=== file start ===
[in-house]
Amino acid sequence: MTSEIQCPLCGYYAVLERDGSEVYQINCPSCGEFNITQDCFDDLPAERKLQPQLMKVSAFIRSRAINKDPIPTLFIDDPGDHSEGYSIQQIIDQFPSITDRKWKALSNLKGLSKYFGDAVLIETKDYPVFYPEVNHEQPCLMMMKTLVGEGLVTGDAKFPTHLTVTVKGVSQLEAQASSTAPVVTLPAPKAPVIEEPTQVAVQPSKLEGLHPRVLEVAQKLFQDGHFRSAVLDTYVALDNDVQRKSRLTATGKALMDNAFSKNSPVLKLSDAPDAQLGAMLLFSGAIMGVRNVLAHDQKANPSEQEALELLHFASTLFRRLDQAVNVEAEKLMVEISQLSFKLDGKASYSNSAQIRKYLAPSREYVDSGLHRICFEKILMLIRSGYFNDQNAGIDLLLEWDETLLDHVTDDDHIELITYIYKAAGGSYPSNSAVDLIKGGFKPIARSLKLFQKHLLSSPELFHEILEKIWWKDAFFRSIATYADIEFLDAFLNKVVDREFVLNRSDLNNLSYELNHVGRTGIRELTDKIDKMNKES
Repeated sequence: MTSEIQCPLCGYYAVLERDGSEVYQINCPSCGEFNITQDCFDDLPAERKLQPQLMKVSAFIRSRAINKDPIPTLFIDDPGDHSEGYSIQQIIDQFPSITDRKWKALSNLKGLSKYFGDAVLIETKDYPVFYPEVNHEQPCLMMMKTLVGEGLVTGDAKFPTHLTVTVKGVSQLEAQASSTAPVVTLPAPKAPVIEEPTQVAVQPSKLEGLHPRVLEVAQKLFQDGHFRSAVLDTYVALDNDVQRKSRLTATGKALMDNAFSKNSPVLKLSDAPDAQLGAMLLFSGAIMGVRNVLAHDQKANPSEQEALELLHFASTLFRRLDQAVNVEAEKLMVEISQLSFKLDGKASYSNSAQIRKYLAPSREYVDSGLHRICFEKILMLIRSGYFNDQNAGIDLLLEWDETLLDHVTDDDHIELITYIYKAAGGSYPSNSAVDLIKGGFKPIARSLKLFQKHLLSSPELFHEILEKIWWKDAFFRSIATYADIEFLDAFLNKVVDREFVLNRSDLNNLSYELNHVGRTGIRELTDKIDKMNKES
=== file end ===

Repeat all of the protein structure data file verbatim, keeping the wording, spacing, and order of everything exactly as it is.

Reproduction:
[in-house]
Amino acid sequence: MTSEIQCPLCGYYAVLERDGSEVYQINCPSCGEFNITQDCFDDLPAERKLQPQLMKVSAFIRSRAINKDPIPTLFIDDPGDHSEGYSIQQIIDQFPSITDRKWKALSNLKGLSKYFGDAVLIETKDYPVFYPEVNHEQPCLMMMKTLVGEGLVTGDAKFPTHLTVTVKGVSQLEAQASSTAPVVTLPAPKAPVIEEPTQVAVQPSKLEGLHPRVLEVAQKLFQDGHFRSAVLDTYVALDNDVQRKSRLTATGKALMDNAFSKNSPVLKLSDAPDAQLGAMLLFSGAIMGVRNVLAHDQKANPSEQEALELLHFASTLFRRLDQAVNVEAEKLMVEISQLSFKLDGKASYSNSAQIRKYLAPSREYVDSGLHRICFEKILMLIRSGYFNDQNAGIDLLLEWDETLLDHVTDDDHIELITYIYKAAGGSYPSNSAVDLIKGGFKPIARSLKLFQKHLLSSPELFHEILEKIWWKDAFFRSIATYADIEFLDAFLNKVVDREFVLNRSDLNNLSYELNHVGRTGIRELTDKIDKMNKES
Repeated sequence: MTSEIQCPLCGYYAVLERDGSEVYQINCPSCGEFNITQDCFDDLPAERKLQPQLMKVSAFIRSRAINKDPIPTLFIDDPGDHSEGYSIQQIIDQFPSITDRKWKALSNLKGLSKYFGDAVLIETKDYPVFYPEVNHEQPCLMMMKTLVGEGLVTGDAKFPTHLTVTVKGVSQLEAQASSTAPVVTLPAPKAPVIEEPTQVAVQPSKLEGLHPRVLEVAQKLFQDGHFRSAVLDTYVALDNDVQRKSRLTATGKALMDNAFSKNSPVLKLSDAPDAQLGAMLLFSGAIMGVRNVLAHDQKANPSEQEALELLHFASTLFRRLDQAVNVEAEKLMVEISQLSFKLDGKASYSNSAQIRKYLAPSREYVDSGLHRICFEKILMLIRSGYFNDQNAGIDLLLEWDETLLDHVTDDDHIELITYIYKAAGGSYPSNSAVDLIKGGFKPIARSLKLFQKHLLSSPELFHEILEKIWWKDAFFRSIATYADIEFLDAFLNKVVDREFVLNRSDLNNLSYELNHVGRTGIRELTDKIDKMNKES